Dynamics of Vaccination with Imperfect Knowledge

A high enough vaccine coverage level can eradicate a disease from a population. However, if individuals believe there is any risk associated with the vaccine, vaccination decisions driven by rational self-interest can keep the overall vaccination below this level. If almost everyone in a population has chosen to vaccinate, an unvaccinated individual may believe that it's unlikely that they will come into contact with someone who is infected, and thus they will feel more comfortable choosing not to vaccinate. We investigate how the likelihood that a disease is eradicated from a population (and other features of system dynamics) change as the amount of inter-individual interaction and the amount of information each individual has about the world vary from local to global.

We use an agent-based compartmental (SIRV) model with birth and death processes. Agents inhabit a finite two-dimensional region; at birth an agent is assigned a fixed, random position and may choose to vaccinate or not. We assume that the agents will choose their vaccination strategy in order to minimize the expected cost that they incur, given by E(C) = p rv + (1 − p) π ri, where p is the probability that the agent will vaccinate, ri is the perceived cost from infection, rv is the perceived cost of vaccination, and π is the agent's estimate of how likely it is for them to become infected if not vaccinated. An agent's strategy is their choice of p, which they choose to minimize their expected cost. Agents will choose to vaccinate if r π > 1 and will otherwise choose not vaccinate, where r is the relative cost, r = ri / rv.

Each agent estimates the likelihood of their becoming infected if not vaccinated by observing the state of all other agents within a given distance nk. These others make up the agent’s knowledge neighborhood. From this observation the agent computes π = r + i, where r and i are the fraction of recovered and infected agents in the knowledge neighborhood. The only possibility of infection comes from other agents within a given distance ni of the new agent; these others make up an agent’s interaction neighborhood. In our model we specify the number of agents that should be in an interaction neighborhood on average, and choose ni accordingly.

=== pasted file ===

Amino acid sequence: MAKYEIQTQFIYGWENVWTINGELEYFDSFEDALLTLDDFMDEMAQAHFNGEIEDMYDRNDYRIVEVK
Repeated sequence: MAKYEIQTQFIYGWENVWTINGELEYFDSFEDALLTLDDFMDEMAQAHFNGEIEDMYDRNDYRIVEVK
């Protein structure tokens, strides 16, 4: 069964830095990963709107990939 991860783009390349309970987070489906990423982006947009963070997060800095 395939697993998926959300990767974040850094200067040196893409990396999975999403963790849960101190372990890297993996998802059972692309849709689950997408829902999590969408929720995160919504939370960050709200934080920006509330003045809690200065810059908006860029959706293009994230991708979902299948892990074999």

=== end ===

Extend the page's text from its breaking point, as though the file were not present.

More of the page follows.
As illustrated in the figure below we find that when contagion dynamics are local and there is an intermediate relative cost r, the disease is less likely to be eradicated as agents have more information about their environment. In this simulation the interaction neighborhood was set to 50 (pink line) and the relative cost to 5.5. The extinction probability is calculated as the fraction of ensemble runs where the disease has been eradicated by time 150.


Below are the mean and standard deviation of the nonzero vaccination levels at time 150, as a function of the size of the information neighborhood. Vaccination levels increase with information, while at the same time standard deviation decreases, reflecting the fact that more information leads to dynamics determined by population averages rather than local neighborhoods. There is qualitatively different behavior in vaccination as we move from an information neighborhood smaller than the interaction neighborhood (pink line) to larger. To the left very low levels of infection and vaccination can survive in the population.


It may seem counterintuitive that when the information neighborhood is large average vaccination levels are highest and yet the disease is more likely to survive. However, on closer inspection this makes sense. In the time course below we can observe that vaccination levels have an oscillatory dynamic, but when the knowledge neighborhood is small (left panel) the fall in vaccination level is slower than when the knowledge neighborhood is large (right panel). Furthermore, although maximum and minimum nonzero vaccination levels are lower with smaller knowledge neighborhood, there is a lower average and minimum ratio of infected and recovered agents to vaccinated agents. That is, there are more vaccinated agents per infected or recovered individual on average, and vaccination in response to local but small infections can be sustained. This can be understood by noting that there is a threshold number of infected plus recovered neighbors above which an agent will vaccinate and below which it will not. The larger the knowledge neighborhood, the larger this threshold number is. Hence, agents can vaccinate when there are lower average infection levels (which could be high using a local measure) only when they observe less of the population. This turns out to be crucial in containing the infection.